Fariba Davoodi Mohajer,
“Bloodshed Stopping” is a custom in some parts of Iran, according to which if a family or tribe member is killed by a member of another family or tribe in a conflict, a girl from the family or tribe of the murderer will be married to a relative of the victim to end the dispute.
Provinces Fars, Kohgiluyeh-o-Boyerahmad, Lorestan and Charmahal-o-Bakhtiari are on their way to recognizing this tradition as a “national custom.” The first authorities who unsuccessfully tried to officially recognize this as a “national heritage” were Fars province officials in 2010. Then last August, officials from the National Heritage office in Kohgiluye-o-Boyerahmad province raised the issue but failed to gain the approval of other officials. Currently, officials from the offices of National Heritage in two other provinces have joined them to officially recognize this violent action which is practiced in specific and limited parts of the country as an Iranian national custom.
The custom bloodshed stopping happens when the family of the killer gives one of their daughters to a boy from the family of the victim as a wife. In fact, the girl is given to the other tribe as “blood money.” In these cases, the “Bloodshed Stopping Bride” is treated as a slave. These girls are harassed, insulted and subject to violence in the home of the victim’s family. Suicide and self-immolation is common among these girls and many of them choose death as opposed to the life they are forced into. In this custom, for the girl the marriage is mandatory; she does not have a choice. Among the Arabs of Khuzestan area, the family of the victim is given four daughters from the killer’s family as blood money or atonement. One of the girls will belong to the immediate family of the victim and the three others will be given to other members of the tribe. The Bloodshed Stopping Bride is called “Fasileh” which has a very low standard of living in the Arabic life style. She is not entitled to anything but food. She will not have a “bride token” or the right to seek a divorce. Her future husband will only consider a dower for the girl.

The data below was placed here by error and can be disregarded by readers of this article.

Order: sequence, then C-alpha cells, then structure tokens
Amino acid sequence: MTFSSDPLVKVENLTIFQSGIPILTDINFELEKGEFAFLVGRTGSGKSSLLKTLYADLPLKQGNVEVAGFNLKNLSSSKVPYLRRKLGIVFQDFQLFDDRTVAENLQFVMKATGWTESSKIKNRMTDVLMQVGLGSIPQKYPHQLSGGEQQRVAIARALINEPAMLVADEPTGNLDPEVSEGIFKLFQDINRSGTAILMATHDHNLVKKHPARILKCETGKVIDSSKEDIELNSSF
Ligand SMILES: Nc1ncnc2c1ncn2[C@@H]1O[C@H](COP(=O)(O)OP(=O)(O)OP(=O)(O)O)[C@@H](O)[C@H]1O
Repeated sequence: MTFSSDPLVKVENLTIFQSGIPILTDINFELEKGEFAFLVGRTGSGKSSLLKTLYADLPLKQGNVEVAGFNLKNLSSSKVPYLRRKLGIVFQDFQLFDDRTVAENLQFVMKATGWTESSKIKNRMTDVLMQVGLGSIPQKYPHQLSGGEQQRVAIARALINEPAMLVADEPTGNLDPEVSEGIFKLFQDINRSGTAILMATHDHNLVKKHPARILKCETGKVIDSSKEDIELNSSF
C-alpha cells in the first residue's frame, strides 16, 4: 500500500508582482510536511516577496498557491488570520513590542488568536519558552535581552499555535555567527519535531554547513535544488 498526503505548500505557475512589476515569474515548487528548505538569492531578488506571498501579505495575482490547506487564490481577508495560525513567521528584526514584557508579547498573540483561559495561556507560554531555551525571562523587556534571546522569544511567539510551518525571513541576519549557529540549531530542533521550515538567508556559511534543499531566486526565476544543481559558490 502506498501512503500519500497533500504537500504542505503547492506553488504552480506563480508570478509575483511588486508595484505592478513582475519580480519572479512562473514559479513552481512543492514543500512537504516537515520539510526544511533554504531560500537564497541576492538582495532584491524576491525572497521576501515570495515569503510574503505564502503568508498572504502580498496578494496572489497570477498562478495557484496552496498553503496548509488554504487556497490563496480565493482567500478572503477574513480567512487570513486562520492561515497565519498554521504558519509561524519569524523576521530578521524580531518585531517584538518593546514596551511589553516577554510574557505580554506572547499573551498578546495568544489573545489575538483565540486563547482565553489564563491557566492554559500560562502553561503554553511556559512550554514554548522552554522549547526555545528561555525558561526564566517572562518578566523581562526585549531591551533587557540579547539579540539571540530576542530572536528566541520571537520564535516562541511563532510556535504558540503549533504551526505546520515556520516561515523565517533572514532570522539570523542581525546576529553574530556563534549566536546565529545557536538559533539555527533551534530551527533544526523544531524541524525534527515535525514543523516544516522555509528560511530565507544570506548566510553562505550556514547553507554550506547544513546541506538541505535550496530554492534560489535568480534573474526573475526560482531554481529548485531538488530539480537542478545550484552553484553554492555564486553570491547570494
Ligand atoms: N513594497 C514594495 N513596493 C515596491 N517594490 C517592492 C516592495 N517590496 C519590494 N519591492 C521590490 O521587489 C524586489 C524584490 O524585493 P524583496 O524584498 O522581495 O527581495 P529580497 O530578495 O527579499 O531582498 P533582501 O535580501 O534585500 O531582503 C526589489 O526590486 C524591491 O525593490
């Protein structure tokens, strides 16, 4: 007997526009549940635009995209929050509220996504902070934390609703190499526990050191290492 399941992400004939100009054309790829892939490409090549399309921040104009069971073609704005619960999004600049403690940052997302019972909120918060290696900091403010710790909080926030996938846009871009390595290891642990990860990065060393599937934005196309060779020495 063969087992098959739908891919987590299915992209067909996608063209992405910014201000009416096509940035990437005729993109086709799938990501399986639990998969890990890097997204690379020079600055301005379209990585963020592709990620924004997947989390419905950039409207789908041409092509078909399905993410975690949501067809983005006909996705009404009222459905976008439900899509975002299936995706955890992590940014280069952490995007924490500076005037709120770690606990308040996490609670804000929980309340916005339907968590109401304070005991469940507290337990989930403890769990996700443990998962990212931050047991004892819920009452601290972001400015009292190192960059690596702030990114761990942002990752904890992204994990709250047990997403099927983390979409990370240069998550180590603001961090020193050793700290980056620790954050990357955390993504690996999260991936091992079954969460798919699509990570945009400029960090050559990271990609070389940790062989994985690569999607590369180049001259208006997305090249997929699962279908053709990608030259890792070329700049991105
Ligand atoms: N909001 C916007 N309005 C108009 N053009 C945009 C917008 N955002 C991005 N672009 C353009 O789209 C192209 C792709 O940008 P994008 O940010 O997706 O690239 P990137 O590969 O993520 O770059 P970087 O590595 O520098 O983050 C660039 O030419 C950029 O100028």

In bloodshed stopping, if the girl is one year old then her family guarantees to make her marry a boy from the victim’s family after she becomes of age.
Among the Lor nomads, for each person killed, a girl, a piece of land and some money is paid. According to the Dispute Resolution Council in Charmahal-o-Bakhtiari province, seven months ago in a conflict between two tribes in the Dashte Zarrin area of Koohrang, a man called Irat Khodadadi was killed. The custom of bloodshed stopping was carried out with 2,000 witnesses, during which the killer was saved from Qisas (Islamic legal retaliation) and instead gave the other family a girl, some money and a piece of land.
Mohammadreza Asadi, the deputy manager of the office of Cultural Heritage in Lorestan province and supporter of bloodshed stopping as an Iranian national custom, stated, “Bloodshed stopping is practiced to prevent murder and bloodshed, and to expand the precious value of forgiveness. To practice bloodshed stopping, the elders of the tribe and the family of the killer go to the family of the victim to ask for forgiveness. The national recognition of bloodshed stopping is important for reconciliation between tribes and we hope it remains in the minds of Iranians forever.”
An expert from the office of National Heritage in Kohgiluyeh-o-Boyerahmad province told Shargh newspaper that this custom in the future will probably be nationally registered under the name of these four provinces and will be officially recognized.
Meanwhile in a statement, human rights activists criticized the efforts for national recognition of bloodshed stopping as a national custom and request the officials of the Islamic Republic not to register this action as a “national heritage.”
Fariba Davoodi Mohajer,